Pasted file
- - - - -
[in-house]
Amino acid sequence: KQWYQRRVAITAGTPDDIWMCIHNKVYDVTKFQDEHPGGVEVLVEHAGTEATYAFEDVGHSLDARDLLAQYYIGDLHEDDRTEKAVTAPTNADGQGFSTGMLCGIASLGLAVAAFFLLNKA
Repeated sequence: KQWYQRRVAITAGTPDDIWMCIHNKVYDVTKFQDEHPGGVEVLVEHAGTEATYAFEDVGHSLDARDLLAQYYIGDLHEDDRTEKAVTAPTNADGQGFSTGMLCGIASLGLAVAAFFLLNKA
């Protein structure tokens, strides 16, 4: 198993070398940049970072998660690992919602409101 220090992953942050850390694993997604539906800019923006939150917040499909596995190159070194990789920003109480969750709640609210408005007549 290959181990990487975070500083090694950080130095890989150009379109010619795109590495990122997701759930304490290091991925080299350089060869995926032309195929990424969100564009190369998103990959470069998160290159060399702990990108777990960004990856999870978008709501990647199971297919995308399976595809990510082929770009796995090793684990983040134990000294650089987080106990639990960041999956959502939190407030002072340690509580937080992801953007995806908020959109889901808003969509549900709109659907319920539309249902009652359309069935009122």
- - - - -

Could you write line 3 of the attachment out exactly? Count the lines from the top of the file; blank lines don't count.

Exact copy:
Repeated sequence: KQWYQRRVAITAGTPDDIWMCIHNKVYDVTKFQDEHPGGVEVLVEHAGTEATYAFEDVGHSLDARDLLAQYYIGDLHEDDRTEKAVTAPTNADGQGFSTGMLCGIASLGLAVAAFFLLNKA